The askng prices for rentals are insane but is the rental sector popping?
It appears to me to be a reasonably clear cut case where supply constraints are accompanied by lagging price rises. However there are signs supply is coming on-line now and over the next 12-24 months in some ares of demand. Due to the heavily constricted supply of the rental stock any increase of supply will have a much larger affect than in a normally functioning market and since we are at a historical supply low not seen since 2006 you could be reasonably sure it will not reduce much further, as there has to be a residual turn over in the rental market since all units can never be expected to be fully let at once. Else we experience the Bethlehem effect! How quickly that might wash in terms of reduced rental asking prices I don’t know. It may take a full season turn to see real improvements from a renters point of view but summer lets festering in 2016 might be an early signs where multiple price reductions are observed. That rental prices can only go down over the next few year is a strong argument whose the case is clearly made by the supply side deterioration and those running slowly to make some hay of what looks like a healthy booming sector to the uninformed eye.
As for imminent supply arrivals one concrete example are the 500 student beds being constructed in Dublin 8’s digital hub. Such a singular proeprty might might translate into a reduciton of demand for approx. 166 x 3 bed house/apt shares. That is not a small number in relation to the chronic supply situation. There are are more student designated units coming on stream but I don’t have the exact details in at least one other location of varying capacity.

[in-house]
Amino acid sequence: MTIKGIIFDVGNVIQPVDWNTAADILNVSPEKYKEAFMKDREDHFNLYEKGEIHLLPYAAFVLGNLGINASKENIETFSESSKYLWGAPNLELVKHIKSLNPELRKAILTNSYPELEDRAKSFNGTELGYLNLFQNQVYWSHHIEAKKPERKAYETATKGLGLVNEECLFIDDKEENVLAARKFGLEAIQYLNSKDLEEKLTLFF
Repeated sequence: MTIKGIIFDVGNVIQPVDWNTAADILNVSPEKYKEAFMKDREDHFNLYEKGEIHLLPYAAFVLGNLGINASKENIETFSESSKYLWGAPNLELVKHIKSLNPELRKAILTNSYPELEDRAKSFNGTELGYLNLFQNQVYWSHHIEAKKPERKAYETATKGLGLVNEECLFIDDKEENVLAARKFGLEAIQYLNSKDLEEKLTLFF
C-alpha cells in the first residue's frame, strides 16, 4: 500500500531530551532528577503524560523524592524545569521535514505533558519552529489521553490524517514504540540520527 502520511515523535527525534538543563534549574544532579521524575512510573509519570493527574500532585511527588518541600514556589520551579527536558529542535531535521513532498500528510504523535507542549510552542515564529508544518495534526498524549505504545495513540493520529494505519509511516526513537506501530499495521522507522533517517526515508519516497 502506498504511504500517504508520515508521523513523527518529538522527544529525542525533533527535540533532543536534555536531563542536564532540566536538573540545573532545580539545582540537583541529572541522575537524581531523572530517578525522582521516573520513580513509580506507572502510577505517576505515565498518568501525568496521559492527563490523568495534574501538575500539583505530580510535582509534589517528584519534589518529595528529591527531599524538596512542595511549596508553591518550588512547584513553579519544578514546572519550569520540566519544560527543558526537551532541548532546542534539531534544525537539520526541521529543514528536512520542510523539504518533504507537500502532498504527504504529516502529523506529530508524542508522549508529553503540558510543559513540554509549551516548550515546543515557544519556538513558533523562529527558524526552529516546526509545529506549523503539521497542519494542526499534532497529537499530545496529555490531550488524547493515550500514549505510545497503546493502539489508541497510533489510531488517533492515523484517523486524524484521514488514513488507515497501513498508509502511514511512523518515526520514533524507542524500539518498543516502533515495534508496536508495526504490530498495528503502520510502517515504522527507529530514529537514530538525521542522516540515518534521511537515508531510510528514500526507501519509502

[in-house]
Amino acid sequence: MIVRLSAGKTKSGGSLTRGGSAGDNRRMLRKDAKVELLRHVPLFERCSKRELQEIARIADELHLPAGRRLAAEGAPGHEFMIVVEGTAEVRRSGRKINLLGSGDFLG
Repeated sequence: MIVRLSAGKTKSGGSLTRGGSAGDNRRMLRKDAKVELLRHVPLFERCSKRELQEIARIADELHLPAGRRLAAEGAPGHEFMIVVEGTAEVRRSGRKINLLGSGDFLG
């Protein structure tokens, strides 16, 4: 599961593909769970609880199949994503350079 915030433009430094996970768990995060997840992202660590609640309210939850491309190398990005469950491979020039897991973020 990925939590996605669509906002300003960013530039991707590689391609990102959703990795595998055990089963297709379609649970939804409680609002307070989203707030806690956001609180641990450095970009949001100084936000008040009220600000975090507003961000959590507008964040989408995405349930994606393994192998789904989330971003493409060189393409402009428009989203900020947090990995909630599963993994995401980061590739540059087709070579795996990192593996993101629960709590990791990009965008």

Meanwhile price gouging is in full effect which I would also class as a deleterious sign, here are but two examples.
Anecdotally as I’m searching over the last week it looks like at the higher end rentals asking anything over the €1800-2000 prices are being reduced in the hundreds of euros in some instances. Most likely to fall into more favourable search range criteria because the enquiry follow through has collapsed. Also it seems the views of such rental listing are much lower than the views on rental listing priced €1500 or less, regardless of beds.
Perhaps the rental market and housing market are finally syncing up with soon to be recorded price drops in tandem? I could be wrong but it has to happen at least once sometime somewhere surely!
Finally there is the pin effect, on a good many cases your new house has been occupied in favour of your previous rental. How is that affecting supply or is it being mopped up by hugely increasing demand?
I wonder what will happen to the rental sector once all the thousands of refugees being taken in the name of “European Solidarity with our German brethren who smirked and spat on us not to long ago” in a year or more once they enter the market.
That aside I pointed out in another thread the out of kilter situation in Galway where the number of properties for rent seems to at all time low (14x smaller population than Dublin while 20x less properties to rent), prices also gone mad here.
This is a good example of the kinds of price drops I wrote about in the upper range, this rental has dropped it’s asking price twice since the 24th of September, a €600 drop thus far. Perhaps ebay would be more suitable to shift some of these rentals no?